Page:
What does it mean to be made ritually unclean? Let’s continue reading in Numbers 6:9-12 to discover what this means and what the Nazirites and Queen Helena had to do to be ritually clean and how she failed twice before achieving this goal.
‘And if anyone dies very suddenly beside him, and he defiles his consecrated head, then he shall shave his head on the day of his cleansing; on the seventh day he shall shave it. Then on the eighth day he shall bring two turtledoves or two young pigeons to the priest, to the door of the tabernacle of meeting; and the priest shall offer one as a sin offering and the other as a burnt offering, and make atonement for him, because he sinned in regard to the corpse; and he shall sanctify his head that same day. He shall consecrate to the Lord the days of his separation, and bring a male lamb in its first year as a trespass offering; but the former days shall be lost, because his separation was defiled.
Verses 9-12 talk at length about the Nazirite, male or female, being made ritually unclean by coming near a corpse. Being in contact with the body of a dead person was not necessary to violate a Nazarite vow, simply being in the same room with a dead person was sufficient to contaminate.
Therefore terminating the period of the Nazarite’s vow meant that after a seven-day period of purification (like what those four men and Paul went through in Acts 21), the time frame of the Nazarite’s vow started all over again. So you can imagine how fastidiously a Nazarite avoided the dead. But, over the years, the Rabbis came up with several new defilements that a person could contract, causing them to have to repeat the period of their vow.
To give you an example of this, sometime just after Christ had died there was a person named Queen Helena, who was the wife of a King, who ruled over a city-state up in Mesopotamia; she was a Gentile, who had converted to Judaism.
Her son (the prince of her Kingdom) was about to go off to war, so Queen Helena made a vow that if her son returned safely, Queen Helena would become a Nazarite for seven years (an unusually extended period in that era). He came back safe and sound, so she followed through and took the vow of a Nazarite.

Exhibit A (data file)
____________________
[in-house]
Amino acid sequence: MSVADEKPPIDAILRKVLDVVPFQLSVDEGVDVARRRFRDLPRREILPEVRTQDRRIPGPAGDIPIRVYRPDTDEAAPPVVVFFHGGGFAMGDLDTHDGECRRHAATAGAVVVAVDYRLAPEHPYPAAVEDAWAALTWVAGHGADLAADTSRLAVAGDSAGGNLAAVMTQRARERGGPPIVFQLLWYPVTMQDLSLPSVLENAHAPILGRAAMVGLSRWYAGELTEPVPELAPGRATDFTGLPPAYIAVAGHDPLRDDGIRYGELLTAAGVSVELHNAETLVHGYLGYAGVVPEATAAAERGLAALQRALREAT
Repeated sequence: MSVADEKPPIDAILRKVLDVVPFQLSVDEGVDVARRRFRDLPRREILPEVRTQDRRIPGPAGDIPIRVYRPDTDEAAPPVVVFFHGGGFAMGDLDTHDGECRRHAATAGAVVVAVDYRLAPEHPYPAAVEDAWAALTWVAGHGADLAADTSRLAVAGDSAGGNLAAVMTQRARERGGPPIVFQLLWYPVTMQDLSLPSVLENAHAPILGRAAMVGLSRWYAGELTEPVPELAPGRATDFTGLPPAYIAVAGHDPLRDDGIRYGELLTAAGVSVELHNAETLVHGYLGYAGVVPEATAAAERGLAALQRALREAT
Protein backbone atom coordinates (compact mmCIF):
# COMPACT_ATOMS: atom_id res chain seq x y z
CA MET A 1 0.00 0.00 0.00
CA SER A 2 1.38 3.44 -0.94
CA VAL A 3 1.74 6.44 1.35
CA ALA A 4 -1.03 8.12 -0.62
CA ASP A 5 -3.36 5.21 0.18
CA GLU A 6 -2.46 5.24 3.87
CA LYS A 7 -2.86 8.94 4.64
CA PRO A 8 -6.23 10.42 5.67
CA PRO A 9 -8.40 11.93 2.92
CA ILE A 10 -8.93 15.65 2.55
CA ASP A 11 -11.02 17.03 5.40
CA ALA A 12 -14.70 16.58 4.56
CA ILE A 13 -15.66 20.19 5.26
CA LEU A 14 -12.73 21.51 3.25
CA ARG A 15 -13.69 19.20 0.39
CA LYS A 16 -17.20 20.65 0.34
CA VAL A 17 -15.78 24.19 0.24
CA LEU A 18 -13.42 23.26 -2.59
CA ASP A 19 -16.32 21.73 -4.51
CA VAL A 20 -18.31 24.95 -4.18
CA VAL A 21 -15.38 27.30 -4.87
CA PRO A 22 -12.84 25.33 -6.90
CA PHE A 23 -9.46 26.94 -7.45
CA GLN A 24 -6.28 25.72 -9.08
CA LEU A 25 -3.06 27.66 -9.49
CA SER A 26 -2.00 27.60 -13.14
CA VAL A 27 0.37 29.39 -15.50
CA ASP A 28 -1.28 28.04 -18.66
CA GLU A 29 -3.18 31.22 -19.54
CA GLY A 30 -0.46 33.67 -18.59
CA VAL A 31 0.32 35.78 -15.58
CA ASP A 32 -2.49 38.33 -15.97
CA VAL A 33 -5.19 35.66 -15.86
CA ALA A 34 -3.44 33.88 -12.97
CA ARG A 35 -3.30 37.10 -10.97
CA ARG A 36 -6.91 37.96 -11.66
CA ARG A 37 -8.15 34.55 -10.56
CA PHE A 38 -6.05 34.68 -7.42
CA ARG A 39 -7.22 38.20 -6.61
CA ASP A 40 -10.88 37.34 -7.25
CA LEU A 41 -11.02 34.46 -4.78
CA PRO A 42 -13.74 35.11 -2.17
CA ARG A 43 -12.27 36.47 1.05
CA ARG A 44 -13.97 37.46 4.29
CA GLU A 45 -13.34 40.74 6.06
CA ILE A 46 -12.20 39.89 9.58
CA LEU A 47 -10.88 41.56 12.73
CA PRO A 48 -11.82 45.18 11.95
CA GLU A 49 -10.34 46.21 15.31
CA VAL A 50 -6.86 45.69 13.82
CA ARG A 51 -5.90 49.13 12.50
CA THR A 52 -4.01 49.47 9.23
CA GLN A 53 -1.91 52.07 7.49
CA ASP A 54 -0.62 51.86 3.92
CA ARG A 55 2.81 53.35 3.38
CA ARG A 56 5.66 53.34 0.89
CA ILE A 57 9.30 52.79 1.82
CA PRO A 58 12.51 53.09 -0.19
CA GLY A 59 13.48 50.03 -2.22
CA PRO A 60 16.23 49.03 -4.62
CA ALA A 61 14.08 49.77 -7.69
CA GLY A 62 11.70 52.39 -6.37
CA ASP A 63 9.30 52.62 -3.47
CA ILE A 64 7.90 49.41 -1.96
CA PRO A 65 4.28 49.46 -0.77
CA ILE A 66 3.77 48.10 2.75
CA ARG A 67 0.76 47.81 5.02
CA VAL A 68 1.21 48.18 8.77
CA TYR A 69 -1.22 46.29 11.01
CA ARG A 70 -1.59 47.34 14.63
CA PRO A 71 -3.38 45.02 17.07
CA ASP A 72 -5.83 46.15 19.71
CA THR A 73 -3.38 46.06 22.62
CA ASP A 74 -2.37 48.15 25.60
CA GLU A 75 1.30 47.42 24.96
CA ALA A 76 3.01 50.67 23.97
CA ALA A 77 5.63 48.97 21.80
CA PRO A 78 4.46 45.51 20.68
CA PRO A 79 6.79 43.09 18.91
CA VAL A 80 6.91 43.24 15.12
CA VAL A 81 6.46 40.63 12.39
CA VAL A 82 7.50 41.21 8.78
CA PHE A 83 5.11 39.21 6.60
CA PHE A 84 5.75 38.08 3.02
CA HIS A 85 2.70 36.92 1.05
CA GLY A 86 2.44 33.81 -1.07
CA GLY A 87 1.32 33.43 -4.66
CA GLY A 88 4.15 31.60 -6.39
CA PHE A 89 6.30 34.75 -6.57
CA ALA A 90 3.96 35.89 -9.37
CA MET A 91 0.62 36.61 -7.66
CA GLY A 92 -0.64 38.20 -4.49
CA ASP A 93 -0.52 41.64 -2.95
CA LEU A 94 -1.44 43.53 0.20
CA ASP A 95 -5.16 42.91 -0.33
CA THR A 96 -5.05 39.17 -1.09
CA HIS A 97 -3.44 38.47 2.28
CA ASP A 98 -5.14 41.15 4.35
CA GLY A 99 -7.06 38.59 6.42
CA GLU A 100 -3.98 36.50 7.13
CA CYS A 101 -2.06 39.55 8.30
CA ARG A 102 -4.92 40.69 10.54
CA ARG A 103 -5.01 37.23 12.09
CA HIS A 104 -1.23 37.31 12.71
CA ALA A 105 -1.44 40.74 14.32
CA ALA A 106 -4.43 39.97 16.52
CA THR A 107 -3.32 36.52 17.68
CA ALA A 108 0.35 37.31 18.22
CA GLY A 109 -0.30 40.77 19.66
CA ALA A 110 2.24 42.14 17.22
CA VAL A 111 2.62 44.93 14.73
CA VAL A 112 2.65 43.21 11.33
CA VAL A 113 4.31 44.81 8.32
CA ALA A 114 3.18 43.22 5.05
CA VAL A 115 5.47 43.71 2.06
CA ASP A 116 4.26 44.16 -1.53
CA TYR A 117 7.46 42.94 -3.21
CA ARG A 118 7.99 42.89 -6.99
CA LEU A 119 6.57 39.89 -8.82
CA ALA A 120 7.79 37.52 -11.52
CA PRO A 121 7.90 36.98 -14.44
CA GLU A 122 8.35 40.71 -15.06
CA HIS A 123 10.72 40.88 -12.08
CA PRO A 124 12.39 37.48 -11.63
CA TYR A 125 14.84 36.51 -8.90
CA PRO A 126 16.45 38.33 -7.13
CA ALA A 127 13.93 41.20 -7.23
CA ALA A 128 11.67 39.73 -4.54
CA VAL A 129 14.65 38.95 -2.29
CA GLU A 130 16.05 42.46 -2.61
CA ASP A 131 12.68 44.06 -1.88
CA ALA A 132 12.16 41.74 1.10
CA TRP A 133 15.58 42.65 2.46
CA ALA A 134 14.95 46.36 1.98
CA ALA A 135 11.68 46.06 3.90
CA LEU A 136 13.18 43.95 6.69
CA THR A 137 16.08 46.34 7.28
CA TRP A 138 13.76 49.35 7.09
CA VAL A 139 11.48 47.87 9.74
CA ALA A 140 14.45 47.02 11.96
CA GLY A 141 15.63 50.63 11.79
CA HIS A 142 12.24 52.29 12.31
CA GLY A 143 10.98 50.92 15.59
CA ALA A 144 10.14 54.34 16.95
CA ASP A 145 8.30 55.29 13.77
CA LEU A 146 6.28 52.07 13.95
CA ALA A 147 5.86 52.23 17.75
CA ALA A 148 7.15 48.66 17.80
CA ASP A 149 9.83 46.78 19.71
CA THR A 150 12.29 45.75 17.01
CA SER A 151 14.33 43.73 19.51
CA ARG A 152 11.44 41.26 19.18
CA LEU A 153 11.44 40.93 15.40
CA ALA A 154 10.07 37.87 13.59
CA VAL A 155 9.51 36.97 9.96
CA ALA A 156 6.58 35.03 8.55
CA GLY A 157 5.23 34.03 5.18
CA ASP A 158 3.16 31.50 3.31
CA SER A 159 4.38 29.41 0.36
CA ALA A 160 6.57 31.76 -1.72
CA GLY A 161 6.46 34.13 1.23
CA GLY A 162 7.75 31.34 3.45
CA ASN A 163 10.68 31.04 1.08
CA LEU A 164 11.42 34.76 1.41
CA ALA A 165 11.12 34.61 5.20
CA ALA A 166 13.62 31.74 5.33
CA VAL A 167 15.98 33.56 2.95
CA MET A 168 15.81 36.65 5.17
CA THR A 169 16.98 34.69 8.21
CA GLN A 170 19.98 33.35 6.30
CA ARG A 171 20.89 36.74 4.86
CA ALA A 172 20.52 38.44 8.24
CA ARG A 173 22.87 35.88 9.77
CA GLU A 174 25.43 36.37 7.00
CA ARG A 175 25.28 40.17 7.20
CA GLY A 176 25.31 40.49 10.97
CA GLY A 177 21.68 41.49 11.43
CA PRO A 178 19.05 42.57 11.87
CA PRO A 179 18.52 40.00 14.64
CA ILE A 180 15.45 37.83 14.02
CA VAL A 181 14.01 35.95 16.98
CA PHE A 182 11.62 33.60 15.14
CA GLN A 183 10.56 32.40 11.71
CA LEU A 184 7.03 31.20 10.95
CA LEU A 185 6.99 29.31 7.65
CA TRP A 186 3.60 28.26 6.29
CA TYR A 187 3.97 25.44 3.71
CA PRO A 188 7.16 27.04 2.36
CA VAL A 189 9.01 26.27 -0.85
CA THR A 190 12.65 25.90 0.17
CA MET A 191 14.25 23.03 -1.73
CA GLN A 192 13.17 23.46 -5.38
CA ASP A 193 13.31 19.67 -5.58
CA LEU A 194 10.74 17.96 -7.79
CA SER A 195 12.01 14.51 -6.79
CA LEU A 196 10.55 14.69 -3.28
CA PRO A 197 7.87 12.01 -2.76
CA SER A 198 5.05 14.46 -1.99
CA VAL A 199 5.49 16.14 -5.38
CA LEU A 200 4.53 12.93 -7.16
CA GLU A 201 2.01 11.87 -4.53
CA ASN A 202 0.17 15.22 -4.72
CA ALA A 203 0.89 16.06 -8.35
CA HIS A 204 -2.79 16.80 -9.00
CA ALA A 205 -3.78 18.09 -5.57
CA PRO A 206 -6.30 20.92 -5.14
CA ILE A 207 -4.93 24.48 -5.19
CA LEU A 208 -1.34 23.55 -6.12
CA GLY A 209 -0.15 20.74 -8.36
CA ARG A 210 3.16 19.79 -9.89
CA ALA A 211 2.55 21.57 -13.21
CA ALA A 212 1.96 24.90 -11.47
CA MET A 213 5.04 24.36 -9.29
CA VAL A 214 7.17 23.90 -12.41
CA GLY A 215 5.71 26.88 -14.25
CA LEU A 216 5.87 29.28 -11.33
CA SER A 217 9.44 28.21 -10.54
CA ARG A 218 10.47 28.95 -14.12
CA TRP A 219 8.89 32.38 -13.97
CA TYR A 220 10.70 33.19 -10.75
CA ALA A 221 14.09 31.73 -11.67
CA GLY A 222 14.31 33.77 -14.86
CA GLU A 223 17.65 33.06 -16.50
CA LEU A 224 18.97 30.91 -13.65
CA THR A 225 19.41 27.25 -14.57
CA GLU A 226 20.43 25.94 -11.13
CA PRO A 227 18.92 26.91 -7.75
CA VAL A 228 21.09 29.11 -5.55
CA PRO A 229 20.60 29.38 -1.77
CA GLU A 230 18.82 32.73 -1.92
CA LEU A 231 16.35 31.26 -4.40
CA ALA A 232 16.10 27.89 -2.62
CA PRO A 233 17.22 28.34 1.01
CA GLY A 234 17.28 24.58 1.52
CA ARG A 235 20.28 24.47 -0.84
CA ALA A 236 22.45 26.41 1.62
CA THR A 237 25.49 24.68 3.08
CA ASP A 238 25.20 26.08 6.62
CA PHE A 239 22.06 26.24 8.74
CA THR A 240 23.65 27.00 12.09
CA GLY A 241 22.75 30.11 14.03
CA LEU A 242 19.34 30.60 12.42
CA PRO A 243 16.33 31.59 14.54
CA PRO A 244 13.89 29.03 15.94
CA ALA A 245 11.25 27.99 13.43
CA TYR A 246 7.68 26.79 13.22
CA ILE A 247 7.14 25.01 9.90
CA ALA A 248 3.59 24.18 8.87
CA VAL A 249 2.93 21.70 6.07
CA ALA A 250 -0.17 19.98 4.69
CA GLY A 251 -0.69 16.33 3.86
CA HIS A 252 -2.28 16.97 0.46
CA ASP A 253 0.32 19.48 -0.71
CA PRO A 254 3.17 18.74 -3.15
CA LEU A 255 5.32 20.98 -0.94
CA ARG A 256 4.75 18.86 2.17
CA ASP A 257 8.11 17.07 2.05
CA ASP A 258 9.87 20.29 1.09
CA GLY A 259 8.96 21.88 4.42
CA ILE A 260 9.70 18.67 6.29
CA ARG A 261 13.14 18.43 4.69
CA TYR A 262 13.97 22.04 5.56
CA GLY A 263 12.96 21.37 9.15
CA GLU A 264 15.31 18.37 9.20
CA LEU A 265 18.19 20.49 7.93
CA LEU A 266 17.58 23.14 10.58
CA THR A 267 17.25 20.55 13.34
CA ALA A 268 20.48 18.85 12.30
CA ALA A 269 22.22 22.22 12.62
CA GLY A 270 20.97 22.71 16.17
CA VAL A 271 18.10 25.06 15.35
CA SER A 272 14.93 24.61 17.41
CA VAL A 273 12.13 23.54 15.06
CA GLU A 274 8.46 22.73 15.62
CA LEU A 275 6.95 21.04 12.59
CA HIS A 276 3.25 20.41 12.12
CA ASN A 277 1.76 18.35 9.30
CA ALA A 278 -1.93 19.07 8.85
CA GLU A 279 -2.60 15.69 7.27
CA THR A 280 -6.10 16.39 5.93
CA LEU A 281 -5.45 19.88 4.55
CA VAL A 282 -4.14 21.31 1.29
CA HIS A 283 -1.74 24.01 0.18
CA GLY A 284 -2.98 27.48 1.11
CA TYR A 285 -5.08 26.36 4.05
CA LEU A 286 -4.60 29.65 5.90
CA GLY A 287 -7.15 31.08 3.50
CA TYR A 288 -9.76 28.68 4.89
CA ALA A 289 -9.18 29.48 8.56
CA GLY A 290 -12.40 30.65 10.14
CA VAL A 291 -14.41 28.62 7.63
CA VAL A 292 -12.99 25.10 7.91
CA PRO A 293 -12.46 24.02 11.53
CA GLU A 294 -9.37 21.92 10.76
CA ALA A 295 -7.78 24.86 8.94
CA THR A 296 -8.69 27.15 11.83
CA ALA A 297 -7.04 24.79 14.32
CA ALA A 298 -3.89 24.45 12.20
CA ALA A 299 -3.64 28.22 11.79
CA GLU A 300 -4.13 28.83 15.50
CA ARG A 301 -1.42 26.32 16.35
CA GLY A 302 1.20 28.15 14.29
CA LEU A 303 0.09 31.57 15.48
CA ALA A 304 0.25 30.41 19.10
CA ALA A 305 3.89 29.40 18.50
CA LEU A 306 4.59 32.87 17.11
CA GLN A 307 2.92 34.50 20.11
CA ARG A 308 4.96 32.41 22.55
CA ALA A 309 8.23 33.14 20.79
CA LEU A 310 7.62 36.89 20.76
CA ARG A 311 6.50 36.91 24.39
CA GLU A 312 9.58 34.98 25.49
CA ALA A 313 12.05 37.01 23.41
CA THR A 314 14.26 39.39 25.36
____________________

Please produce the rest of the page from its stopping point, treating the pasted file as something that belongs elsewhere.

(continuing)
After completing the seven-year period, she went to Jerusalem for the typical rituals to mark the successful ending of the vow, and some Rabbis instructed her that she had not properly observed the Nazarite requirements and told her she had to start all over again (which she did).
But near the end of the 2nd seven-year period she became impure (there is no record of the cause of the impurity), and so she had to do yet another seven years. So all told she was a Nazarite for 21 years, but 14 of those years was due to her fouling up at least that was according to the Rabbis.
There is a phrase at the end of verse 12 that is interesting: almost all Bibles will say as does our CJB, “previous days will not be counted because his consecration became defiled.” According to Hebrew, this is NOT correct as it means that the previous days of the Nazarite vow will not be counted because his NEZER became defiled. His nezer, recall, is referring to the hair of the Nazarite because the sign of the consecration of a Nazarite is his HAIR, just as the sign of the High Priest’s consecration is his unique headdress, his special hat.
Among the Hebrews and other Middle Eastern cultures, the Liver and Kidneys are thought of in the same way as we, today, think of the Heart and Brain. In other words, love was not of the Heart it was of the Kidneys. Thought processes took place not in the Brain but the Heart. The Liver had a lot to do with where the deepest passions were spawned, such as anger and jealousy.
The hair was another part of human anatomy that was imperative to the ancient Middle Eastern cultures. Hair was considered to be the seat of man’s vitality and life force. Hair, in the pagan world, was often given as a burnt sacrifice to the gods and goddesses.
Therefore as the hair was thought to be the seat of life, then it was the HAIR that carried the defilement that a Nazarite might incur. In the same way, the hair brought the PURITY of a person’s life force; when the Nazarite correctly completed his vow period his or her HAIR was shaved off of the head and burned as an offering because it was a pure and clean and holy thing to offer to God.
The defiled Nazirite did not give his hair as an offering to God. Depending on the era the hair was either burned up in an ordinary fire or the hair was buried in the ground. We get the full ritual of the Nazirite, who has completed his vows from verse 13 – 20.
In a nutshell, he brings the four main kinds of sacrifices:
- The burnt offering,
- The grain offering,
- The peace and
- The sin offerings.
It costs the Nazarite 3 lambs, in total, to end his vow. A reminder of just how costly it is when you make a decision to set yourself apart for the Lord.
And after shaving his hair off, the ritual is ended with the words “after that the Nazarite may drink wine, again”. The Nazirite vow now completed and is no longer ritually unclean.